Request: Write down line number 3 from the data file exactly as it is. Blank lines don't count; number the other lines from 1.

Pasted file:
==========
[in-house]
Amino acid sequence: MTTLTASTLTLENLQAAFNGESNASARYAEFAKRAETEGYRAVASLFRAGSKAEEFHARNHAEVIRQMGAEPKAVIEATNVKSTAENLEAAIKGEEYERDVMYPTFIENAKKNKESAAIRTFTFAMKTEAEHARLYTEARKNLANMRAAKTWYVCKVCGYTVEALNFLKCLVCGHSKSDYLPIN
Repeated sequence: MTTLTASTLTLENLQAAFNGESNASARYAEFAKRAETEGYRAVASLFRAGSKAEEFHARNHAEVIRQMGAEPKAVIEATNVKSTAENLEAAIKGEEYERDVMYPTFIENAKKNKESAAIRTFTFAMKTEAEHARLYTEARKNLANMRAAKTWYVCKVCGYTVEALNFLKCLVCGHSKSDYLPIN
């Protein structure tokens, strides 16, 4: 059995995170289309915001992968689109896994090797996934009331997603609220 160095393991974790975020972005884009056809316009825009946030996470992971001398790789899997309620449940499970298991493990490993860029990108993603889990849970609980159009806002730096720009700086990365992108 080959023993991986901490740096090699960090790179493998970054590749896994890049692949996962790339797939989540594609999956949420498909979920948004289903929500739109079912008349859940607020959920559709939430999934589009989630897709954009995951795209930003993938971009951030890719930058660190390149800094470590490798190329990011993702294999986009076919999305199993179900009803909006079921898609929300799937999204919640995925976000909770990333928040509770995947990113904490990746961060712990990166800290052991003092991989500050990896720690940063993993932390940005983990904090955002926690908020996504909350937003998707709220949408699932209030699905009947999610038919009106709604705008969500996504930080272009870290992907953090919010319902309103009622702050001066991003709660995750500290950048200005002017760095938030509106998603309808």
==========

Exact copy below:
Repeated sequence: MTTLTASTLTLENLQAAFNGESNASARYAEFAKRAETEGYRAVASLFRAGSKAEEFHARNHAEVIRQMGAEPKAVIEATNVKSTAENLEAAIKGEEYERDVMYPTFIENAKKNKESAAIRTFTFAMKTEAEHARLYTEARKNLANMRAAKTWYVCKVCGYTVEALNFLKCLVCGHSKSDYLPIN